"One day I will find the right words, and they will be simple." -- #Jack Kerouac: image by Kam Bain @kam_bain, 15 October 2013
Now one must clear one’s mind of cant and admit, firstly, that everyone is free to live as he likes as far as society will let him; secondly, that other people besides Angel Dan Davies enjoy poetry, jazz and sex; and thirdly that, appalling as it would be to have Itchy Dave Gelden coming in one’s door ‘fidgeting and scratching his crotch’ (‘Hi, what’s cookin’? Are we gonna blow some poetry, maybe?’), he would probably be no worse than a guardee subaltern talking about Buck House, or your father-in-law telling you how his new golf clubs cost more but aren’t as good as his old ones. Other people are Hell (I have never seen why Sartre should have been praised for inverting and falsifying this truism), and the self-important spongers of Venice no more so than the rest. But Mr Lipton’s point is that they are a lot less so.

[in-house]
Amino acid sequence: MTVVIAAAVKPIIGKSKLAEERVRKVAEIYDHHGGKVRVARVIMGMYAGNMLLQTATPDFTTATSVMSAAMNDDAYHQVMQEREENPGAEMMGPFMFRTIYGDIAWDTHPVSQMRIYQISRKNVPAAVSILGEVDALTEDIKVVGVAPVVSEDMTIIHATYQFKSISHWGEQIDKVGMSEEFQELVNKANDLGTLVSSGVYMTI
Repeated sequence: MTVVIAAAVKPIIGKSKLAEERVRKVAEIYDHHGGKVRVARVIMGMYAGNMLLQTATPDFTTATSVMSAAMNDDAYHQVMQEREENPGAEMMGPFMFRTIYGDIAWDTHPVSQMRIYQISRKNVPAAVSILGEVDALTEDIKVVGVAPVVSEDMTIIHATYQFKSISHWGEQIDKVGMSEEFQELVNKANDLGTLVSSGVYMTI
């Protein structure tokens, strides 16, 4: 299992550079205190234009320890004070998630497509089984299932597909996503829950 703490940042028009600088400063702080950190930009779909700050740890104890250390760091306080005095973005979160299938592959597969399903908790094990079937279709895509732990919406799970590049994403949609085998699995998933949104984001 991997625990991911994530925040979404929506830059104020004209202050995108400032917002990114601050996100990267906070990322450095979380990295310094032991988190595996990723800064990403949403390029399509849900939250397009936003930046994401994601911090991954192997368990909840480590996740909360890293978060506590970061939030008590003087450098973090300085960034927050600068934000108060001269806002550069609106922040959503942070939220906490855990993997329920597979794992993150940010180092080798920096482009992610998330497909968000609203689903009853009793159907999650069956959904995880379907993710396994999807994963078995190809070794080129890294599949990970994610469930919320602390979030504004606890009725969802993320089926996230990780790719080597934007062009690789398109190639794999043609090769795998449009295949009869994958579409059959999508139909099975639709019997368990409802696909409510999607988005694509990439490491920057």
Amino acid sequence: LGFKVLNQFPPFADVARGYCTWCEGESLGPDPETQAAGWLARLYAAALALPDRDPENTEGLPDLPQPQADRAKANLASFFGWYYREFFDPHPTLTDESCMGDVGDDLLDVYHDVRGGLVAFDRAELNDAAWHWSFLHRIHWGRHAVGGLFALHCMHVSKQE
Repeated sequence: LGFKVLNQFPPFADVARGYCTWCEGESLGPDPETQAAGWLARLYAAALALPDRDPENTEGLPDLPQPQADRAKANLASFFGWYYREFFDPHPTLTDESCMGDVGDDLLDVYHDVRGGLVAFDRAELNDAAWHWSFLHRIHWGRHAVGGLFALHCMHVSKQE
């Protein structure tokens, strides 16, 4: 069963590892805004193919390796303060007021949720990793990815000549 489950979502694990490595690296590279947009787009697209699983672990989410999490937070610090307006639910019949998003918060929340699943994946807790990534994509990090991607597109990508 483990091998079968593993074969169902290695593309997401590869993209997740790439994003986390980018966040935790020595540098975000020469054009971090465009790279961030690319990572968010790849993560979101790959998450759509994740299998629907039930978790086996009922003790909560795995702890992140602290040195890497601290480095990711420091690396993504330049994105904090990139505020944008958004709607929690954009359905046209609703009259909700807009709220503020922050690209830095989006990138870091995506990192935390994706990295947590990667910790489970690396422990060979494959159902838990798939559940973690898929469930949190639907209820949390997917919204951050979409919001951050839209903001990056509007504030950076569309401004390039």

Philip Larkin (1922-1985): Carnival in Venice (excerpt), a review of Lawrence Lipton: The Holy Barbarians, in The Spectator, 1960, reprinted in Required Writing: Miscellaneous Pieces, 1955-1982, 1983
Philip Larkin and friend, 1964: photo courtesy of The Estate of Philip Larkin
for Aram Saroyan